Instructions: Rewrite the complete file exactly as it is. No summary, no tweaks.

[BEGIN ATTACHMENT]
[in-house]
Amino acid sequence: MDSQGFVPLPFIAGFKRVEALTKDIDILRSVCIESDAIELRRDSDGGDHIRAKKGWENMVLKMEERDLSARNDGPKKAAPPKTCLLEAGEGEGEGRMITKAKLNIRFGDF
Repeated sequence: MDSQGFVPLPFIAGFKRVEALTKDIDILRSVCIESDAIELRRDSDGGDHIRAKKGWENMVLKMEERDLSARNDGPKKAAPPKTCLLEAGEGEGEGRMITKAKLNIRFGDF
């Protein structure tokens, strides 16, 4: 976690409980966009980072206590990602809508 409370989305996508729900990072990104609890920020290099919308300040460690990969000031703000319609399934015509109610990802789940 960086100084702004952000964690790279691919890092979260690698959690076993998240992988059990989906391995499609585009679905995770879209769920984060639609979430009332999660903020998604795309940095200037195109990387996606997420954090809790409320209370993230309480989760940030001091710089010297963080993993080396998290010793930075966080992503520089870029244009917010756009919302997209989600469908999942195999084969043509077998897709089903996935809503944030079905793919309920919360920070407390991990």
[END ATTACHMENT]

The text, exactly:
[in-house]
Amino acid sequence: MDSQGFVPLPFIAGFKRVEALTKDIDILRSVCIESDAIELRRDSDGGDHIRAKKGWENMVLKMEERDLSARNDGPKKAAPPKTCLLEAGEGEGEGRMITKAKLNIRFGDF
Repeated sequence: MDSQGFVPLPFIAGFKRVEALTKDIDILRSVCIESDAIELRRDSDGGDHIRAKKGWENMVLKMEERDLSARNDGPKKAAPPKTCLLEAGEGEGEGRMITKAKLNIRFGDF
């Protein structure tokens, strides 16, 4: 976690409980966009980072206590990602809508 409370989305996508729900990072990104609890920020290099919308300040460690990969000031703000319609399934015509109610990802789940 960086100084702004952000964690790279691919890092979260690698959690076993998240992988059990989906391995499609585009679905995770879209769920984060639609979430009332999660903020998604795309940095200037195109990387996606997420954090809790409320209370993230309480989760940030001091710089010297963080993993080396998290010793930075966080992503520089870029244009917010756009919302997209989600469908999942195999084969043509077998897709089903996935809503944030079905793919309920919360920070407390991990």